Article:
Responses to aluminium of suspension-cultured tobacco cells in a simple calcium solution

Hiroshi Ikegawa, Yoko Yamamoto, Hideaki Matsumoto

    Research output: Contribution to journalArticlepeer-review

    49 Citations (Scopus)

    Abstract

    In a simple solution containing 3 mM CaCl2 and 3% sucrose (pH 4.5), tobacco cells (Nicotiana tabacum L.) at the logarithmic phase of growth remained viable at least for 24 h. In this medium, the toxic effect of aluminium (Al) on the plasma membrane was investigated for up to 24 h. After the addition of Al to the cell suspension, Al started to accumulate immediately in the cells, and a maximum value was observed at 9 h. Al induced callose deposition, but did not enhance significantly the uptake of Evans blue (a nonpermeating dye), the per oxidation of lipids and the leakage of potassium (K) ions. Furthermore, the AI-treated cells were stained with fluorescein diacetate (FDA) as much as untreated control cells. These results suggest that the accumulation of Al does not damage the membrane. The addition of Fe(II) to the cells which had been exposed to Al for 12 h resulted in immediate lipid peroxidation and Evans blue uptake several hours later. A combination of Al and Fe(II) caused the K leakage, and enhanced the deposition of callose more than Al alone. These results suggest that the accumulation of Al sensitizes the membrane to the Fe(II)-mediated peroxidation of lipids, and that the Al-enhanced per oxidation of lipids is a direct cause of the loss of integrity of the plasma membrane (or cell death) in the Ca medium.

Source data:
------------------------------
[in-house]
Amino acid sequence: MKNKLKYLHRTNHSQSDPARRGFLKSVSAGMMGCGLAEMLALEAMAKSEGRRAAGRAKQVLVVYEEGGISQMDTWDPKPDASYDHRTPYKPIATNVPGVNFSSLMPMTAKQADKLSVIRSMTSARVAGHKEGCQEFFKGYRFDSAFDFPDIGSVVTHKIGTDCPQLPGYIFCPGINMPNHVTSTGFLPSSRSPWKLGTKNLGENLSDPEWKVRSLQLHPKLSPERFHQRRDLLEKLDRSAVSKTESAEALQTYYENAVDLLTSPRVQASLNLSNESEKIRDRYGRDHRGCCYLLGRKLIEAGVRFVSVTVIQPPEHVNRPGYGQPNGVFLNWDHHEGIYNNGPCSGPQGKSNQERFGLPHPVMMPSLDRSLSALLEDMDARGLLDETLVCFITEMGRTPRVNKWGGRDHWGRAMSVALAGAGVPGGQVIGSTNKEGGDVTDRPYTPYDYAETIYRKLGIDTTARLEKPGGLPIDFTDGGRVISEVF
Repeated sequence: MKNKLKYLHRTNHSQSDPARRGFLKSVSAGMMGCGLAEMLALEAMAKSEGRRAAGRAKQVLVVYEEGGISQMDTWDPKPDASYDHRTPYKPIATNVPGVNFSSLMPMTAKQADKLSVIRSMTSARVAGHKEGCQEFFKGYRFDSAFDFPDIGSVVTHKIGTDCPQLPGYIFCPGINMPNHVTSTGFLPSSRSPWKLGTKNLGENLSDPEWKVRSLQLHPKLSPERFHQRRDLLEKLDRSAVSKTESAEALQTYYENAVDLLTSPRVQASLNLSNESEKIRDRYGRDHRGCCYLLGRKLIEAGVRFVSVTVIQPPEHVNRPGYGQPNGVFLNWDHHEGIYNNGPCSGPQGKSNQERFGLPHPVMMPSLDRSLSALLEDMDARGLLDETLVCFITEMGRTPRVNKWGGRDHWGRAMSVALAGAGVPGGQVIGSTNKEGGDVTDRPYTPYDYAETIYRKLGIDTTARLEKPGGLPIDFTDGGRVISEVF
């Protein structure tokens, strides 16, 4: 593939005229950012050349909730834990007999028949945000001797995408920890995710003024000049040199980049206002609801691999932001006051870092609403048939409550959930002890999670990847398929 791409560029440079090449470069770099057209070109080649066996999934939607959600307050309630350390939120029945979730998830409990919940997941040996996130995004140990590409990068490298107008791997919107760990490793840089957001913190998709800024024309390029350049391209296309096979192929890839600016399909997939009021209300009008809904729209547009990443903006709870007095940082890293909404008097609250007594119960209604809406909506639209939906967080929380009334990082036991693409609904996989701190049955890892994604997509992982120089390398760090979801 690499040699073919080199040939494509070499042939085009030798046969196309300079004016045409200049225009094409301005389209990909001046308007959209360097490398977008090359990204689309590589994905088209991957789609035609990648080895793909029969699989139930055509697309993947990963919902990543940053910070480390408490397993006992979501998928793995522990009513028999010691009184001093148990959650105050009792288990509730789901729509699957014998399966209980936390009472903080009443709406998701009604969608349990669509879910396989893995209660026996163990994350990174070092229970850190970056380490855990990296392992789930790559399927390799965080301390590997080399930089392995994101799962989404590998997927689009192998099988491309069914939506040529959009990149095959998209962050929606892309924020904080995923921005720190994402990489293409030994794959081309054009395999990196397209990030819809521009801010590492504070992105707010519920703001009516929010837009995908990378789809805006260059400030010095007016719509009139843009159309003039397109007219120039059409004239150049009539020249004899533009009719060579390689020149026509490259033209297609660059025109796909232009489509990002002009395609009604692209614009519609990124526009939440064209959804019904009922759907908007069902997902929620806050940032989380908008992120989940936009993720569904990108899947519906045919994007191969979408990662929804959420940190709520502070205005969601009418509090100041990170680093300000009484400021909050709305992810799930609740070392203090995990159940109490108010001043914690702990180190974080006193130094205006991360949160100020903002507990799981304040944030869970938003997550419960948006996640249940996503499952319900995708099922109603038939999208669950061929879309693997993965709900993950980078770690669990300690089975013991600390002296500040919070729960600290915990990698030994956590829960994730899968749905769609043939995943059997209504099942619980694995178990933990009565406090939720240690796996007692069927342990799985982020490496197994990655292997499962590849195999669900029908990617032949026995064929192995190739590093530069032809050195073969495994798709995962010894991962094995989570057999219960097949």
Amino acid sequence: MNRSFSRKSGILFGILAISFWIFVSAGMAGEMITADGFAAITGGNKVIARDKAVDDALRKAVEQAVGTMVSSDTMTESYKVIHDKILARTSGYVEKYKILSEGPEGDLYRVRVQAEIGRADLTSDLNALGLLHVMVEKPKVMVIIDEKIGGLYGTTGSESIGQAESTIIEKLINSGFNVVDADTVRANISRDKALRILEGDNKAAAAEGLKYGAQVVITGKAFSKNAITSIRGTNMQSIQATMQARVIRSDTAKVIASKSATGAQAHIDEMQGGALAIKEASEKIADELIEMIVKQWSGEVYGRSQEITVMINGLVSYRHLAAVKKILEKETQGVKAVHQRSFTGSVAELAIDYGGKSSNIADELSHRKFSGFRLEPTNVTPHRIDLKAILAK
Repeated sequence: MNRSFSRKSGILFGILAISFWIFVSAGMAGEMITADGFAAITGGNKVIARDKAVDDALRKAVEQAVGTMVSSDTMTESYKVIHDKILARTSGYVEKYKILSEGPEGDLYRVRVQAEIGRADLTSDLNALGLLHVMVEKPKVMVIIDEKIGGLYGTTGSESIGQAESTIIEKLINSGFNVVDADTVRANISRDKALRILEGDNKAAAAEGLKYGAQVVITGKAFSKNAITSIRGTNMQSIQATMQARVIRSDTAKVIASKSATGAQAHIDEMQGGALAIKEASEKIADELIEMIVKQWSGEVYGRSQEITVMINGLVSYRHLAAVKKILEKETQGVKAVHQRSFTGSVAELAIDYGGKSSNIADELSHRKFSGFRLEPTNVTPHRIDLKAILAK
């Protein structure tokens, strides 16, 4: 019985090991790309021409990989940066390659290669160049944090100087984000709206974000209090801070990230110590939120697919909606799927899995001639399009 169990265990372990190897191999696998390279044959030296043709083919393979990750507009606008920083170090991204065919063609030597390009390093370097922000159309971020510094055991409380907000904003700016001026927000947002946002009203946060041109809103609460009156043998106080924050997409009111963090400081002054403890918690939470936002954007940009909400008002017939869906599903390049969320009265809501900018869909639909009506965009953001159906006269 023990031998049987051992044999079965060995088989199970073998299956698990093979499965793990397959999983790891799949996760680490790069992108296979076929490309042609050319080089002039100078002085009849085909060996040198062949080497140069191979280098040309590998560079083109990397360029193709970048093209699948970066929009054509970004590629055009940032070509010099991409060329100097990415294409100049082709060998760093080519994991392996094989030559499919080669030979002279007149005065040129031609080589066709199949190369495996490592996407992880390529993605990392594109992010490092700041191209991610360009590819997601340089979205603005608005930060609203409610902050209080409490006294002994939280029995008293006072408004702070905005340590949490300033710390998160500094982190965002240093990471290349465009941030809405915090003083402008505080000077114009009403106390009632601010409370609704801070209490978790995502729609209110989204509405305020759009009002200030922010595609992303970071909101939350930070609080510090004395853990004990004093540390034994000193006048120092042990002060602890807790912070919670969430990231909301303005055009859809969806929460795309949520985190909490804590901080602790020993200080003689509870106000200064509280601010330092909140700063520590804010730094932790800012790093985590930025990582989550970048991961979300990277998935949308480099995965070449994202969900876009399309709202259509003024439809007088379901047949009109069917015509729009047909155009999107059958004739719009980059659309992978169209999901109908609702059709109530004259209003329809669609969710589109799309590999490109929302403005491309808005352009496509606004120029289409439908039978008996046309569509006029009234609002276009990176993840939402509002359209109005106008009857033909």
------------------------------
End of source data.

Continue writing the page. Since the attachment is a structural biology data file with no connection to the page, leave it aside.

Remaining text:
Original languageEnglish
    Pages (from-to)503-514
    Number of pages12
    JournalSoil Science and Plant Nutrition
    Volume46
    Issue number2
    DOIs
    Publication statusPublished - Jun 2000

    Keywords

    • Aluminium
    • Callose
    • Iron
    • Lipid peroxidation
    • Plasma membrane damage

    ASJC Scopus subject areas

    • Soil Science
    • Plant Science

    Fingerprint

    Dive into the research topics of 'Responses to aluminium of suspension-cultured tobacco cells in a simple calcium solution'. Together they form a unique fingerprint.

    Cite this